Issues (composed by On Point)
(1) May a prosecutor argue that a defendant’s refusal to submit to a breathalyzer test shows consciousness of guilt?
(2) When a circuit court denies a postconviction motion based on arguably inapplicable case law, must the defendant ask the circuit court to reconsider its ruling in order to preserve for appeal the claim that the case law doesn’t apply?
As explained in our post on the court of appeals decision, the first (and substantive) issue builds on State v. Banks, 2010 WI App 107, 328 Wis. 2d 766, 790 N.W.2d 526, which held that the Fourth Amendment bars the state from arguing to a jury that a defendant’s refusal to consent to a search (for DNA, in Banks’s case) shows consciousness of guilt. A few Wisconsin cases allow the state to elicit the fact the defendant refused a breath test—namely, State v. Albright, 98 Wis. 2d 663, 298 N.W.2d 196 (1980) (Ct. App. 1980), State v. Bolstad, 124 Wis. 2d 576, 370 N.W.2d 257 (1985), and State v. Crandall, 133 Wis. 2d 251, 394 N.W.2d 905 (1986). But those cases predate Banks and Skinner v. Railway Labor Executives Ass’n, 489 U.S. 602, 617 (1989), which held that taking a blood, breath, or urine sample is a Fourth Amendment search. The question, then, is whether the rule of Albright, et al., survive Skinner and Banks.
It’s a neat issue—but the court of appeals refused to address it, which gives rise to the second, procedural issue. Lemberger filed a postconviction motion claiming that, given Banks, trial counsel should have objected to the state’s reference to his refusal to take a breath test. The circuit court denied the motion without a hearing and without a response from the state, and it issued a written decision saying Albright, et al., precluded Lemberger’s claim and faulting Lemberger for not citing those cases in his motion (all without giving him the opportunity to explain why the cases don’t govern the issue). Lemberger appealed, but the court of appeals held he forfeited the argument that Albright, et al., don’t govern because he didn’t make that claim in his postconviction motion and didn’t move the circuit court to reconsider its decision denying the motion.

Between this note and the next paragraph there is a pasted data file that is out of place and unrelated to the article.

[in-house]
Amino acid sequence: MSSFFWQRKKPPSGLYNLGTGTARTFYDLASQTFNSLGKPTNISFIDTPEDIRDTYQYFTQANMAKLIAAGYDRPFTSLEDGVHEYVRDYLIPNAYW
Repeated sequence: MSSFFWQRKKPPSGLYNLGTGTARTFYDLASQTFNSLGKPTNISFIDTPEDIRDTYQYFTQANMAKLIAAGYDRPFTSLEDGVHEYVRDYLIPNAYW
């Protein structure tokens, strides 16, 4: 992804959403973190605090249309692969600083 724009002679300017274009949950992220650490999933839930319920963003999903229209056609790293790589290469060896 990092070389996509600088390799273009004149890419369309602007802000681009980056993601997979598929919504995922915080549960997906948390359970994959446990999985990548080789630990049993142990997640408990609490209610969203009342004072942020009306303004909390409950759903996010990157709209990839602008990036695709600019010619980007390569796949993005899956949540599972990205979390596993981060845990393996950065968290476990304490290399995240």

A court can always address a forfeited issue, as forfeiture doesn’t deprive a reviewing court of jurisdiction; and it seems unlikely the supreme court has accepted review to dodge the substantive issue like the court of appeals did. Nonetheless, SCOW could hold the argument was forfeited and thereby create (implicitly or otherwise) new pleading or procedural requirements that postconviction motions will have to meet to preserve issues for appeal. Anyone doing postconviction litigation will want to keep an eye on this case.